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Opinion: Re-thinking the TV weather report

Opinion: Re-thinking the TV weather report

By Jeremy Williams

“We couldn’t keep doing the weather as it’s always been done,” says Alexandre Kara of France Télévisions. “It’s unacceptable to rejoice that it’s 25 degrees in Biarritz in February without explaining why.”

With these sorts of concerns in mind, the weather updates on France 2 and 3 are getting a tweak. They’re being renamed as weather and climate updates, and extended by 90 seconds to accommodate more explanations. The plan is to explain the weather as well as present it. Current weather will be set in a historic context, with space to answer questions sent in by viewers.

It’s a small thing, especially if you don’t watch French TV news – but it’s symbolic of how news is changing in an age of climate disruption. All news now unfolds in the broader context of climate change. That doesn’t make every story a climate story and it doesn’t need to be repeated ad nauseam, but it should be incorporated more.

For a start, weather in a changing climate is more complicated, so it’s fair to give it a bit more time. It also needs more perspective. Kara is absolutely right about how some kinds of weather are celebrated, or reported in a chirpy tone, when there’s really very little to celebrate. I’ve written about this with heat waves. Last year the MET office issued its first-ever extreme heat warning, which the papers insisted on reporting with giddy delight. They had changed their tone by the end of the week, with ‘hell on earth’ headlines as wildfires burned and roads melted. So it isn’t just a matter of being on message with climate change, but honestly reflecting reality.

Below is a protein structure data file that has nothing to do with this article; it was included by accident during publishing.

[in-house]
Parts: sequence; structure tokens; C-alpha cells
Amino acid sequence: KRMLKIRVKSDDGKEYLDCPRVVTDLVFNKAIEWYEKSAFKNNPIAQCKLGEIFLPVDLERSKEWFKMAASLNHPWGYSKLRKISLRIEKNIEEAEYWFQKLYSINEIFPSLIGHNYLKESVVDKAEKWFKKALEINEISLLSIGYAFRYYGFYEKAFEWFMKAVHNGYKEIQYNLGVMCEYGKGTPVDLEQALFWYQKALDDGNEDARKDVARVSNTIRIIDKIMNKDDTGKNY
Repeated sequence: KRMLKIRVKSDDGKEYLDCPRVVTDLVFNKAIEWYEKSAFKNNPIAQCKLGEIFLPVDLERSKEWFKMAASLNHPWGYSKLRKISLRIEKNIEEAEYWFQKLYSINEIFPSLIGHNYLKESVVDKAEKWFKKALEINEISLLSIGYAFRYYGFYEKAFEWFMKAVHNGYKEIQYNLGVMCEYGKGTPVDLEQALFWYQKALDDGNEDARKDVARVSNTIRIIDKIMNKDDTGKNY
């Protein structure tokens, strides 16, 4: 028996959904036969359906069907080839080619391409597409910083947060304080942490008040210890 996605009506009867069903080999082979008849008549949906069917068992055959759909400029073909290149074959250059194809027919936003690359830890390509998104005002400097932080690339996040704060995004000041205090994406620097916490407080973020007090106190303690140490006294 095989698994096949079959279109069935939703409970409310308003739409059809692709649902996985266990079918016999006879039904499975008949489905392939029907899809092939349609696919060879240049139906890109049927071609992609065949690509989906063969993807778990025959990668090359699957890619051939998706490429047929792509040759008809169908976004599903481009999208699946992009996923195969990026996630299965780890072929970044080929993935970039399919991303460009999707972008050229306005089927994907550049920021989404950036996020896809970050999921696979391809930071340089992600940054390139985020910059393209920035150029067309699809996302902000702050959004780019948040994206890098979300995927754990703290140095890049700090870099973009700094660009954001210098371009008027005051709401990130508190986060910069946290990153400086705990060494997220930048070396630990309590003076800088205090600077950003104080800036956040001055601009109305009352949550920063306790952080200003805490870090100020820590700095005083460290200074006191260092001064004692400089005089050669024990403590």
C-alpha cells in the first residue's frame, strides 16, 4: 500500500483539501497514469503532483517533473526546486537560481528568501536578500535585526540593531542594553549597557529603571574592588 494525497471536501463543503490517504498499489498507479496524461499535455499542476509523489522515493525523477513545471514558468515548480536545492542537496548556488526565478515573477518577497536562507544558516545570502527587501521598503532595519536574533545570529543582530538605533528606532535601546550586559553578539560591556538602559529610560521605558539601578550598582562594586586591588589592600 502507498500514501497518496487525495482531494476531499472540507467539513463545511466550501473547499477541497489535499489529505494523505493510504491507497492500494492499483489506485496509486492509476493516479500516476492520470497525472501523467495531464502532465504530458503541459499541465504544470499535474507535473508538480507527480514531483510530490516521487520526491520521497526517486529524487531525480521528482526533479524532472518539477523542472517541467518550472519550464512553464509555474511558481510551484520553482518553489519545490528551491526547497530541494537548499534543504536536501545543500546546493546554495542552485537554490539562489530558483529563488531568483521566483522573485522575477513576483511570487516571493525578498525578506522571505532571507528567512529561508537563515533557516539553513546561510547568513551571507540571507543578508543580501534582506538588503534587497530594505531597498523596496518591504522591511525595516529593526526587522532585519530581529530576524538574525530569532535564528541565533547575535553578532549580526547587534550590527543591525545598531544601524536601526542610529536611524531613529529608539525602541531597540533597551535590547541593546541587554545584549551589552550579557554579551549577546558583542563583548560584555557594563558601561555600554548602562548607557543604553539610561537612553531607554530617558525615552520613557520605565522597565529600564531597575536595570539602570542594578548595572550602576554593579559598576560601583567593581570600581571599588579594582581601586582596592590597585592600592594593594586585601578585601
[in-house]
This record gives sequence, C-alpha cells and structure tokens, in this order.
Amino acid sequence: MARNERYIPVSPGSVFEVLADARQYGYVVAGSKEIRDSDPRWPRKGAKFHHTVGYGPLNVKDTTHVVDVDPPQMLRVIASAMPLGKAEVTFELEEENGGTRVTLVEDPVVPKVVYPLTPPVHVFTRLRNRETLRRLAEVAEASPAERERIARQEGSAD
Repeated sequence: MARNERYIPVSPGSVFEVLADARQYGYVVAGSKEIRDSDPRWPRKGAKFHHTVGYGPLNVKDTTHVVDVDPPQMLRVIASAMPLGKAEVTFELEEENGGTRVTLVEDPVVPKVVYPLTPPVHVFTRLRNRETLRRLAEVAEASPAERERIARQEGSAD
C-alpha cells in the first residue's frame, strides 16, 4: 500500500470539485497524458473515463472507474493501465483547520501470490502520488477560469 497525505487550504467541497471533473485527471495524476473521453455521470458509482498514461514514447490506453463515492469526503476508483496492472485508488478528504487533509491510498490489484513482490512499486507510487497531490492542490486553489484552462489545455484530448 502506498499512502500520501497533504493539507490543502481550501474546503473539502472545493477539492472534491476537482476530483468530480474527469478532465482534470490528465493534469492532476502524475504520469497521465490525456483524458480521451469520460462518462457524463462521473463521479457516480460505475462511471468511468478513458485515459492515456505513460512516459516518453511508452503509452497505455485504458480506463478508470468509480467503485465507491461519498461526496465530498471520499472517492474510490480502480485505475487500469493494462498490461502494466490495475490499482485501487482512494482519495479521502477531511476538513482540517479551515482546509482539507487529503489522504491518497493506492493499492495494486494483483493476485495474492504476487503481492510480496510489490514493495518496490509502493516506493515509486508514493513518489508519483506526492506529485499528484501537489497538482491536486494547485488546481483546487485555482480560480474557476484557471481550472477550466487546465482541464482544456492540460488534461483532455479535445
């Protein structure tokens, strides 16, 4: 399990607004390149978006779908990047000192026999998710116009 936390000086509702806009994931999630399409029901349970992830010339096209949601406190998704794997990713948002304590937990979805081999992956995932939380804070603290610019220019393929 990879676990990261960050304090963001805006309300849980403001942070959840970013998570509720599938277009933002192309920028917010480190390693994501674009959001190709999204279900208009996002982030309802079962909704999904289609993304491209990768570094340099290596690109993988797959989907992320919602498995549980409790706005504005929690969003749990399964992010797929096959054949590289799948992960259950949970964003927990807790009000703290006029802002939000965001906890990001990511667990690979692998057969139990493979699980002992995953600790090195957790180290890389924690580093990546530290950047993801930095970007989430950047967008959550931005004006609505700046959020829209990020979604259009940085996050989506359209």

Other changes in TV journalism include Sky’s Daily Climate Show, though they’re missing a trick by not consistently getting it online. Or the notable time, ten years ago now, that Australian weather reports had to add new colours to the temperature charts. In the newspaper world, the most significant and purposeful change has been from the Guardian, which has made specific commitments on the climate: report it, reduce their own emissions, and stop taking advertising money from fossil fuels.

Climate change will prompt new thinking in a lot of professions, throwing up new challenges or needing some kind of response. Journalism is one of the most important professions to take it seriously because it sets the tone for so much public debate. How well the media reports on climate change will affect how society thinks about it – and indeed if people think about it at all. So small and regular updates to reporting the matter, making it normal to talk about climate change.

First published in The Earthbound Report.

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